Israeli artist Sigalit Landay had a vision. Though raised in London and Philadelphia, the Jerusalem-born Sigalit felt a strong connection to her homeland. So she decided to do something about it via the most famous body of water bordering Israel:
The Dead Sea.
Landay took inspiration from Russian author, S. Ansky’s 1916 play “Dybbuk” which tells the story of a Hassidic woman possessed by the spirit of her dead lover.
Using a traditional Hassidic gown to take the place of the heroine in the play, Landay immersed a gown in the Dead Sea for two months to achieve extraordinary results.
She used an exact replica of the dress worn in the 1920 “Dybbuk” play, and submerged it in the murky waters of the Dead Sea.
Eerie and romantic at the same time.
Bordered by Jordan, Israel, and Palestine, the Dead Sea is the world’s saltiest body of water. It is so hypersalinated that no animals and plants can live in it, hence its name.
Landay sunk the gown on a platform and photographed its progress underwater in the succeeding couple of months.
These images became part of her art installment entitled “Salt Bride.”
While salt crystals slowly engulfed the dress, each of Landay’s succeeding photos represented the encroaching possession of the “Dybbuk” heroine’s dead lover.
It also helped that the gown was sewn with a net-like weave to capture salt crystals easily. The platform holding it underwater kept it upright in its submerged position to support its weight in salt crystals.
While documenting the gradual change in the gown, Landay described it as “like snow, like sugar, like death’s embrace.”
The once black gown slowly turned crystal white.
When she finally brought the gown up, it had magically transformed into a fairy-tale crystal dress. The black gown was completely covered in salt sparkles that glittered in the sun.
Like the heroine in “Dybbuk,” who was possessed by her dead lover, the gown was completely enclosed in salt.
Like a dress straight out of “A Midsummer Night’s Dream.”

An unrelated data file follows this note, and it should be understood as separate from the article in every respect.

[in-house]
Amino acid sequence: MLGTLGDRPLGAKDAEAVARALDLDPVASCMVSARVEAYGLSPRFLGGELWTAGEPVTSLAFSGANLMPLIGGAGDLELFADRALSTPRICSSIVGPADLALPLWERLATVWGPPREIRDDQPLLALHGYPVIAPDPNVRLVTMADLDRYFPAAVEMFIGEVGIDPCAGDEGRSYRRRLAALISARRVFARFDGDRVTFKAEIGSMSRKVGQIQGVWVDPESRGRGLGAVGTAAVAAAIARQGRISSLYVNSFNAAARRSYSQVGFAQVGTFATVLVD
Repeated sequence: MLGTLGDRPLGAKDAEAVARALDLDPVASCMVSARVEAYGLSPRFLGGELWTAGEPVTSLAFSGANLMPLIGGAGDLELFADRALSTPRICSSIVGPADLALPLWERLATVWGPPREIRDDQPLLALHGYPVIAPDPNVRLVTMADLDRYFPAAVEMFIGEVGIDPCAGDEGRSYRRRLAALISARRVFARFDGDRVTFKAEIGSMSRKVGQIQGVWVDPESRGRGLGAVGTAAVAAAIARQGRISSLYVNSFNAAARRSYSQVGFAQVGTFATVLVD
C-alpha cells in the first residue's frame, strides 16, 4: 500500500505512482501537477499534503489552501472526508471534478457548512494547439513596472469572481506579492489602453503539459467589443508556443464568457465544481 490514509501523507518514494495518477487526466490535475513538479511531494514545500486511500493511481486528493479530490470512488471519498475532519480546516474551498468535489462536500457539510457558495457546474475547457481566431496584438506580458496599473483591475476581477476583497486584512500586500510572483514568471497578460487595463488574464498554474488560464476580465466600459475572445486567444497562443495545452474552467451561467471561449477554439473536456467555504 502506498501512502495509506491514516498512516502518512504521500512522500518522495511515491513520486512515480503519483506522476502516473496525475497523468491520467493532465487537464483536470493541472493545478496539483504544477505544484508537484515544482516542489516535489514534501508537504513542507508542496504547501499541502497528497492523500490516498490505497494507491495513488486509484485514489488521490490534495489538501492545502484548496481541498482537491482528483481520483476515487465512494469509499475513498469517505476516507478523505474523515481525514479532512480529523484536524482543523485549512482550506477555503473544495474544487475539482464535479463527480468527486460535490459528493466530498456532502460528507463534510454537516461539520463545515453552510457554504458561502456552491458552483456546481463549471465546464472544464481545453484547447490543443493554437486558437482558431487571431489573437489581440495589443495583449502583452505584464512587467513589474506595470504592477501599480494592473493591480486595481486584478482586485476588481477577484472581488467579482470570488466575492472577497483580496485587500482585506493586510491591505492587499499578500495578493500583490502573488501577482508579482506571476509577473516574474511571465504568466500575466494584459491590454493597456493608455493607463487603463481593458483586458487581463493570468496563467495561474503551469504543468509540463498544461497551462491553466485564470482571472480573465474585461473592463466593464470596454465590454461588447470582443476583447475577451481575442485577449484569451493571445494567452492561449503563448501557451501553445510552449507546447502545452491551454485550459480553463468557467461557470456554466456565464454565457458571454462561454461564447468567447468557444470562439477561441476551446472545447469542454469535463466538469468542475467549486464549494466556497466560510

The “Salt Bride” series is currently on display in London’s Marlborough Contemporary.
A gown “possessed” by the Dead Sea.
H/T: Life Buzz
Artist from 100 Years Ago Depicts A Very Interesting Vision of the Year 2000
Now those are some pretty awesome illustrations!
Remember the famous movie franchise 'Back to the Future'? It was released during the '80s and tried to depict how the future society would look like. For a movie trying to look far into the future, it sure got some things right.
But here's another interesting fact: Back in the 1899-1910s, French artist Jean-Marc Cote was asked to illustrate life in the year 2000. His artworks reflected how he imagined life about a hundred years ahead of his own time. The illustrations were found in the form of postcards and paper cards enclosed in cigarette boxes.
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As a story-telling medium, comics can be very powerful. When done right, the combination of words and artwork can deliver profound messages that can easily touch the hearts of its readers.
Want a proof of that? Well, go take a few minutes and read the autobiographical comic we’ve shared below.
Written and drawn by The Oatmeal, this tragic yet heartwarming tale is based on the life of Gene Roddenberry who was “a decorated WWII pilot, a plane-crash investigator, and an LA cop,” the comic tells us. He has likewise survived three plane crashes, one of which has been captured in this short story.
This Artist Creates Amazing Tables with Animals Peeking Above the Water
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Most people don't put a lot of thought into typical furniture like tables and chairs. They often figure that as long as it's durable, within the budget, and fits into the theme of their living room, they'll take it. But that's most people. Others want a piece that can also be considered as a conversation piece. That's where Derek Pearce comes in to give them a piece of furniture that guests won't be able to get enough of!
Derek Pearce is a furniture maker and sculptor. He creates pieces that are part furniture and part works of art. In this collection, Derek showcases his creativity by creating "Water Tables", which are coffee tables that show animals that seem to be floating through water.
Derek Pearce, a remarkable sculptor with a vivid imagination.
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